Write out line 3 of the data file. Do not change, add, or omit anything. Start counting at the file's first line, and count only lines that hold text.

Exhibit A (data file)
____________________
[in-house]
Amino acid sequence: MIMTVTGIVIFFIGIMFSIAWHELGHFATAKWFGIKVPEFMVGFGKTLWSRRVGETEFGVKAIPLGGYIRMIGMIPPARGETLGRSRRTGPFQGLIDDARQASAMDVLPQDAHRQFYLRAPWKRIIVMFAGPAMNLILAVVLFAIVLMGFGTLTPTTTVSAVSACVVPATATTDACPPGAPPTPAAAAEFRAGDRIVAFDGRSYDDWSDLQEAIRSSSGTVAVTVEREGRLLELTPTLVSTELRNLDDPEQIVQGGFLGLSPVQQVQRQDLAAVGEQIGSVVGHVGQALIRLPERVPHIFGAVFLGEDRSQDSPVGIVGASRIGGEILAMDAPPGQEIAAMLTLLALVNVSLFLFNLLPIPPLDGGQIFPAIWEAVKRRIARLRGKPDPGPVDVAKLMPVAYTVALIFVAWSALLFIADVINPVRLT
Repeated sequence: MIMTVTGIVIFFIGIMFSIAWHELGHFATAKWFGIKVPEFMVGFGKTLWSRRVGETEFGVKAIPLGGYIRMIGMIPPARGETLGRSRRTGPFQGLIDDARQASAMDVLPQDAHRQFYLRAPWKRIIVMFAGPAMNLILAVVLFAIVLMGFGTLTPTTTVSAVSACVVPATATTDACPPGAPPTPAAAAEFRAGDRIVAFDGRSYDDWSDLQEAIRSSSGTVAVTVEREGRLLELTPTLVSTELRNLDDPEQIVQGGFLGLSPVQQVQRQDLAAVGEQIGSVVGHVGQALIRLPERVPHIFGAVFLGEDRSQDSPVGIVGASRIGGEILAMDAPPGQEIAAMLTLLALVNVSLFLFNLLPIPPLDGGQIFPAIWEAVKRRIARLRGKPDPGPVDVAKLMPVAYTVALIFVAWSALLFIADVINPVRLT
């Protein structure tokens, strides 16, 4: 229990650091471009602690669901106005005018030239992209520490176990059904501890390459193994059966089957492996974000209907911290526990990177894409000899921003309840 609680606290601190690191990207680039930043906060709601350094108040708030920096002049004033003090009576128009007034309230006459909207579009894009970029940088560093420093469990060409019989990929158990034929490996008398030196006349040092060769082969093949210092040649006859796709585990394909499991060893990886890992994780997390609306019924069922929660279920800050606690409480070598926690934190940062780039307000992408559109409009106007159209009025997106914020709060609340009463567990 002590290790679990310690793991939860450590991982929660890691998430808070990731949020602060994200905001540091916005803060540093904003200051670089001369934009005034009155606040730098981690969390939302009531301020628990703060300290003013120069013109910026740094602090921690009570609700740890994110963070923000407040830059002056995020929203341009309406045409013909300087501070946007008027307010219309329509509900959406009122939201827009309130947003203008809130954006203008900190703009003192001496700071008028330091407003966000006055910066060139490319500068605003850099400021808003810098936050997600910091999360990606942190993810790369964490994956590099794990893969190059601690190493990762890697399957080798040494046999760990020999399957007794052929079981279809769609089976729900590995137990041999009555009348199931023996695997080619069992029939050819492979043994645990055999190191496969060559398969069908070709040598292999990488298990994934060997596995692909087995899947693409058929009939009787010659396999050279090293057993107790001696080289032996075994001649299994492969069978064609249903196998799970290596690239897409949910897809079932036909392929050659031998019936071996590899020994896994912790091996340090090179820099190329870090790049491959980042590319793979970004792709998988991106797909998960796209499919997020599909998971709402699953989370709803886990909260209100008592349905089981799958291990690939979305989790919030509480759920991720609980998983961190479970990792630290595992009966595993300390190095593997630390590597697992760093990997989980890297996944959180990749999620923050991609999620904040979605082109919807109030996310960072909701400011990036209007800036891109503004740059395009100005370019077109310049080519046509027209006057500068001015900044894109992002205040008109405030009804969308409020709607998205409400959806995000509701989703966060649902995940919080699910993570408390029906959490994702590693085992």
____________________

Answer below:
Repeated sequence: MIMTVTGIVIFFIGIMFSIAWHELGHFATAKWFGIKVPEFMVGFGKTLWSRRVGETEFGVKAIPLGGYIRMIGMIPPARGETLGRSRRTGPFQGLIDDARQASAMDVLPQDAHRQFYLRAPWKRIIVMFAGPAMNLILAVVLFAIVLMGFGTLTPTTTVSAVSACVVPATATTDACPPGAPPTPAAAAEFRAGDRIVAFDGRSYDDWSDLQEAIRSSSGTVAVTVEREGRLLELTPTLVSTELRNLDDPEQIVQGGFLGLSPVQQVQRQDLAAVGEQIGSVVGHVGQALIRLPERVPHIFGAVFLGEDRSQDSPVGIVGASRIGGEILAMDAPPGQEIAAMLTLLALVNVSLFLFNLLPIPPLDGGQIFPAIWEAVKRRIARLRGKPDPGPVDVAKLMPVAYTVALIFVAWSALLFIADVINPVRLT